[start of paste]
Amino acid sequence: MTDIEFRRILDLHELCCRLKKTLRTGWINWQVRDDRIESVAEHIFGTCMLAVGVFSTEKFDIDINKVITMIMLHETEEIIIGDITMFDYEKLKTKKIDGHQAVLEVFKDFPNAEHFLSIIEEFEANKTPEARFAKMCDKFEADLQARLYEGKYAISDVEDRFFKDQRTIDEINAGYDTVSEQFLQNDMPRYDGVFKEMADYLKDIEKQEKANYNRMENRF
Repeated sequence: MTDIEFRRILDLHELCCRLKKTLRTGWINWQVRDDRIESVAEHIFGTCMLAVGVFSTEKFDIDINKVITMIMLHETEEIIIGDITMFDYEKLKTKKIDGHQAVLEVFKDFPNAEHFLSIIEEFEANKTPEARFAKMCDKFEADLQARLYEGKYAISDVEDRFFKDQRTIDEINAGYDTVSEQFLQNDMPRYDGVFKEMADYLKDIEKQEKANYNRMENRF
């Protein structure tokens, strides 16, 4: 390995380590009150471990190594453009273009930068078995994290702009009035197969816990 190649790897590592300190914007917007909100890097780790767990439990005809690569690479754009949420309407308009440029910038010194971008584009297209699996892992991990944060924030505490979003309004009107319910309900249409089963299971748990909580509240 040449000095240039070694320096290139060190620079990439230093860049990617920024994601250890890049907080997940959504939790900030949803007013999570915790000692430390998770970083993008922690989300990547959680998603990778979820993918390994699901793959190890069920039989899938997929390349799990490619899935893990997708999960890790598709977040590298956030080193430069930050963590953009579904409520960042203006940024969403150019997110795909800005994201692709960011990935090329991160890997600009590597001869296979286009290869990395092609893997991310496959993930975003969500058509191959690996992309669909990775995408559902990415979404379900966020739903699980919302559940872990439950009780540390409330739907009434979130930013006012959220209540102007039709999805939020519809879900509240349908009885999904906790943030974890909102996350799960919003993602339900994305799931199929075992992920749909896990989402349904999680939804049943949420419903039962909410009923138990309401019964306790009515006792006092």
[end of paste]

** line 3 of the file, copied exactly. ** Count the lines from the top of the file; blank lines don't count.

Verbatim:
């Protein structure tokens, strides 16, 4: 390995380590009150471990190594453009273009930068078995994290702009009035197969816990 190649790897590592300190914007917007909100890097780790767990439990005809690569690479754009949420309407308009440029910038010194971008584009297209699996892992991990944060924030505490979003309004009107319910309900249409089963299971748990909580509240 040449000095240039070694320096290139060190620079990439230093860049990617920024994601250890890049907080997940959504939790900030949803007013999570915790000692430390998770970083993008922690989300990547959680998603990778979820993918390994699901793959190890069920039989899938997929390349799990490619899935893990997708999960890790598709977040590298956030080193430069930050963590953009579904409520960042203006940024969403150019997110795909800005994201692709960011990935090329991160890997600009590597001869296979286009290869990395092609893997991310496959993930975003969500058509191959690996992309669909990775995408559902990415979404379900966020739903699980919302559940872990439950009780540390409330739907009434979130930013006012959220209540102007039709999805939020519809879900509240349908009885999904906790943030974890909102996350799960919003993602339900994305799931199929075992992920749909896990989402349904999680939804049943949420419903039962909410009923138990309401019964306790009515006792006092």